I really loved Katy’s Bowman’s “Whole Body Barefoot” — I bought toe separate socks and a gel separate after reading it. I’d recommend the gel toe separator over the toe socks, because you can double-up the wedges of the gel ones to stretch specific toes more deeply, and it would be hard to do that with the toe socks… but the toe separator socks might be a good place to start. 🙂

    Found you via Literacy Musings Monday!

    • Karen says:

      Thanks, Sarah, I still haven’t purchased either because I just couldn’t decide which to do. Ok, one vote for the gel toe separators. Thanks for coming over from Literacy Musings Monday

  2. Sarah says:

    Thank you for calling attention to books about physical health. I never think to read up on this subject, and it’s such an important topic. When Breath Becomes Air looks great — sad and affirming at the same time.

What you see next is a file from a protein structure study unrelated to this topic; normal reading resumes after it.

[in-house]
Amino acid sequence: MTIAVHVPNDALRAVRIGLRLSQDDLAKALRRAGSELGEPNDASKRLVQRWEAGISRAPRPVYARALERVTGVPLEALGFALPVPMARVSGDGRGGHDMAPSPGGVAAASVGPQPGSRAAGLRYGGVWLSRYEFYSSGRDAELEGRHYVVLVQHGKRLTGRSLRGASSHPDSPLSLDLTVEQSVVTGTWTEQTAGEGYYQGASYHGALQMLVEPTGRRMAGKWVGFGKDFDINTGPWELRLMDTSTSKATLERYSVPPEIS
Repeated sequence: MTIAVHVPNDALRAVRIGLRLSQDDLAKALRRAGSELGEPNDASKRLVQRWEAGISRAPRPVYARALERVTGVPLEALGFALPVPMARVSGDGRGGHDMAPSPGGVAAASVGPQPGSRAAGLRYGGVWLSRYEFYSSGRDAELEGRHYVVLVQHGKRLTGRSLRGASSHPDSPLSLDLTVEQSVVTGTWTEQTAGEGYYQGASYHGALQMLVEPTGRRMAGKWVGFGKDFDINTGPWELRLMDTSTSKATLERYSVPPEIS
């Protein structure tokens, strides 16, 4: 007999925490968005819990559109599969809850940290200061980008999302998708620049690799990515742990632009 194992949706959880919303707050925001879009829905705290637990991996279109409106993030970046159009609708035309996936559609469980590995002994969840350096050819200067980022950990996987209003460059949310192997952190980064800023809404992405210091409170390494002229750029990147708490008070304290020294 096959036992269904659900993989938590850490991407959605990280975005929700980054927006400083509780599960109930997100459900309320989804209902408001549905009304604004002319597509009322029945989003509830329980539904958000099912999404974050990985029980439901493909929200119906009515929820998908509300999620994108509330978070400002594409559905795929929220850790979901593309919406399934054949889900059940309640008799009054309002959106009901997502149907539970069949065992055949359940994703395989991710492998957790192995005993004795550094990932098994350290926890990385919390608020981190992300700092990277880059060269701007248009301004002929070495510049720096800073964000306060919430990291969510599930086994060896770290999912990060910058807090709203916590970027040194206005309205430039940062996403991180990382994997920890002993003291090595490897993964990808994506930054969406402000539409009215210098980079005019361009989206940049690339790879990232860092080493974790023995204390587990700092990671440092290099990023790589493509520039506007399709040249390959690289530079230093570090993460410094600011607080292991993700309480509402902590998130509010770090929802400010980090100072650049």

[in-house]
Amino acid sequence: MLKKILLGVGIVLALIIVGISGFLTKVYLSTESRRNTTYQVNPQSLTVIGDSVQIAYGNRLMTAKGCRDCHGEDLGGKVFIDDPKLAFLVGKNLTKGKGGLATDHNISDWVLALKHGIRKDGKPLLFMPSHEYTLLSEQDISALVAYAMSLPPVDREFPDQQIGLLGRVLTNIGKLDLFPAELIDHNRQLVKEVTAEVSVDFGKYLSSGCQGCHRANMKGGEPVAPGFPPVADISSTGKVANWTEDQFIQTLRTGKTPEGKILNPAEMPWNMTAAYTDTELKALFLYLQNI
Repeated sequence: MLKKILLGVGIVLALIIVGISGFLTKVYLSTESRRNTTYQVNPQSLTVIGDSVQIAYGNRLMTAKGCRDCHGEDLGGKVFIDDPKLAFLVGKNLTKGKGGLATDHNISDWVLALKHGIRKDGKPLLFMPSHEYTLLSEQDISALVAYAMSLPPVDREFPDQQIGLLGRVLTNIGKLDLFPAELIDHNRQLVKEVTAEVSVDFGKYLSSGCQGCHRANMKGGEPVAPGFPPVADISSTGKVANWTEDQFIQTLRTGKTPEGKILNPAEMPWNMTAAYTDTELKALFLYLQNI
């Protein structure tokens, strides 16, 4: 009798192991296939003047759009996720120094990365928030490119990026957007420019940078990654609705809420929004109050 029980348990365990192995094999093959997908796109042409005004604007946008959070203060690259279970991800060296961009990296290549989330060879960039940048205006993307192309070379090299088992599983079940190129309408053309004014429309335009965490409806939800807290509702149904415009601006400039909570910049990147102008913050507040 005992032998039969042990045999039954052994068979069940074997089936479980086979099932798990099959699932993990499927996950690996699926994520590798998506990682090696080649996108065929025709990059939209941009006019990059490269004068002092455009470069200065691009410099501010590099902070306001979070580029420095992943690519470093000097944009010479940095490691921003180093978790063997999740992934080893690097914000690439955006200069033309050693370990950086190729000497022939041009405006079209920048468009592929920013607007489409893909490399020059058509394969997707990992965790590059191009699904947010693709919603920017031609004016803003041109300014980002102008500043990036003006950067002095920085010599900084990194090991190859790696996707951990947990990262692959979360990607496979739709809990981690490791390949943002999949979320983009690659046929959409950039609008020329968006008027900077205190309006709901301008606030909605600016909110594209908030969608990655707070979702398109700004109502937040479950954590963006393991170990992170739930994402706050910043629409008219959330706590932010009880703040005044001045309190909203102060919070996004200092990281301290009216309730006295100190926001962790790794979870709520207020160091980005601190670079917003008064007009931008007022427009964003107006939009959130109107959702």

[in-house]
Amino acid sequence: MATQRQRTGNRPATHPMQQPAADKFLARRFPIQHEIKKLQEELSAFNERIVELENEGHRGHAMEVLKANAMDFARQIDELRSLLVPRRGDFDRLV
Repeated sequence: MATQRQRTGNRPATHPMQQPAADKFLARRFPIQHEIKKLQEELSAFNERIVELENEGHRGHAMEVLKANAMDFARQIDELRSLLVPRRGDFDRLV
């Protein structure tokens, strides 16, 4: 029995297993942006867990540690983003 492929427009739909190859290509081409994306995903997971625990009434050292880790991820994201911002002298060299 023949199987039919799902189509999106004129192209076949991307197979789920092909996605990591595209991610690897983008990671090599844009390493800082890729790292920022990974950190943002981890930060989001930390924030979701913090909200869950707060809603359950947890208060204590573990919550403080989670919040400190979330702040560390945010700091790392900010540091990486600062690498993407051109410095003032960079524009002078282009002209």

3. I agree that books about healthy living should be on everyone’s list- now if we can only decide what “healthy” really means. I explore that on my blog. I also read and reviewed Dr. Kalanithi’s memoir and recommend it highly. Like you, I didn’t want to spoil it for people. The quote you used is one of my favorites also.

    • Karen says:

      DR. Oglesby, thanks for stopping by. Yes, the word healthy has been hi-jacked by advertisers and marketers. We need to go back to basics and learn to listen to our bodies. Reading is a great way to explore healthy concepts to try when they feel right to you, paying attention to how you feel when you do them. Here’s to real health.

  4. Leslie says:

    Thanks for sharing at the #LMMLinkup. I recently read a great book about a doctor facing death titled Called for Life by Kent Brantley. It’s the story of one of the American doctors who contracted and recovered from Ebola.